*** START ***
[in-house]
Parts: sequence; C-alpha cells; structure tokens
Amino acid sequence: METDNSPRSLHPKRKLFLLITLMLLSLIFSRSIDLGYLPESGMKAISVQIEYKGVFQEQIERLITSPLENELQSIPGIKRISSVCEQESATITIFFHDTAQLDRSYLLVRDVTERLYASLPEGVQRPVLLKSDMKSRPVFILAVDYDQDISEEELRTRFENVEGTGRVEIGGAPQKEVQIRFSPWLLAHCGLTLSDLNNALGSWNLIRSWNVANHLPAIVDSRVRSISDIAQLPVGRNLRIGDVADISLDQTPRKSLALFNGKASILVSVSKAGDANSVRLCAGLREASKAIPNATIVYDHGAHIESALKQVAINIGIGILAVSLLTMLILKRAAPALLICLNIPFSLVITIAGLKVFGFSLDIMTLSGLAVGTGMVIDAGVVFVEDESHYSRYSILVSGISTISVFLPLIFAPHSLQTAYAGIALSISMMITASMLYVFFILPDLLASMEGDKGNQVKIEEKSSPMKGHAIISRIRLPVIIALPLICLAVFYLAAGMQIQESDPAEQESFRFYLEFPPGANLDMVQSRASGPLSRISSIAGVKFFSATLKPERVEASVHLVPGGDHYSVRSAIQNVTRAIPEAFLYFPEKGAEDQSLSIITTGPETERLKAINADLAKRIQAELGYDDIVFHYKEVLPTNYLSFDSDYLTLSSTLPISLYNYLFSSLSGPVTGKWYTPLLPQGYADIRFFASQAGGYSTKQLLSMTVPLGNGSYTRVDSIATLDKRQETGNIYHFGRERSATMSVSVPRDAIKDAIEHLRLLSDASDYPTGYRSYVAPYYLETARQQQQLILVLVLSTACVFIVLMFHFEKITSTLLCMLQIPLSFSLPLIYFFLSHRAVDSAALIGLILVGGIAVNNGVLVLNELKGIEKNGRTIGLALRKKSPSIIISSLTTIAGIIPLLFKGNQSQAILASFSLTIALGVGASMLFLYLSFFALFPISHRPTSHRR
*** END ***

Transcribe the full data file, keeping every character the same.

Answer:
[in-house]
Parts: sequence; C-alpha cells; structure tokens
Amino acid sequence: METDNSPRSLHPKRKLFLLITLMLLSLIFSRSIDLGYLPESGMKAISVQIEYKGVFQEQIERLITSPLENELQSIPGIKRISSVCEQESATITIFFHDTAQLDRSYLLVRDVTERLYASLPEGVQRPVLLKSDMKSRPVFILAVDYDQDISEEELRTRFENVEGTGRVEIGGAPQKEVQIRFSPWLLAHCGLTLSDLNNALGSWNLIRSWNVANHLPAIVDSRVRSISDIAQLPVGRNLRIGDVADISLDQTPRKSLALFNGKASILVSVSKAGDANSVRLCAGLREASKAIPNATIVYDHGAHIESALKQVAINIGIGILAVSLLTMLILKRAAPALLICLNIPFSLVITIAGLKVFGFSLDIMTLSGLAVGTGMVIDAGVVFVEDESHYSRYSILVSGISTISVFLPLIFAPHSLQTAYAGIALSISMMITASMLYVFFILPDLLASMEGDKGNQVKIEEKSSPMKGHAIISRIRLPVIIALPLICLAVFYLAAGMQIQESDPAEQESFRFYLEFPPGANLDMVQSRASGPLSRISSIAGVKFFSATLKPERVEASVHLVPGGDHYSVRSAIQNVTRAIPEAFLYFPEKGAEDQSLSIITTGPETERLKAINADLAKRIQAELGYDDIVFHYKEVLPTNYLSFDSDYLTLSSTLPISLYNYLFSSLSGPVTGKWYTPLLPQGYADIRFFASQAGGYSTKQLLSMTVPLGNGSYTRVDSIATLDKRQETGNIYHFGRERSATMSVSVPRDAIKDAIEHLRLLSDASDYPTGYRSYVAPYYLETARQQQQLILVLVLSTACVFIVLMFHFEKITSTLLCMLQIPLSFSLPLIYFFLSHRAVDSAALIGLILVGGIAVNNGVLVLNELKGIEKNGRTIGLALRKKSPSIIISSLTTIAGIIPLLFKGNQSQAILASFSLTIALGVGASMLFLYLSFFALFPISHRPTSHRR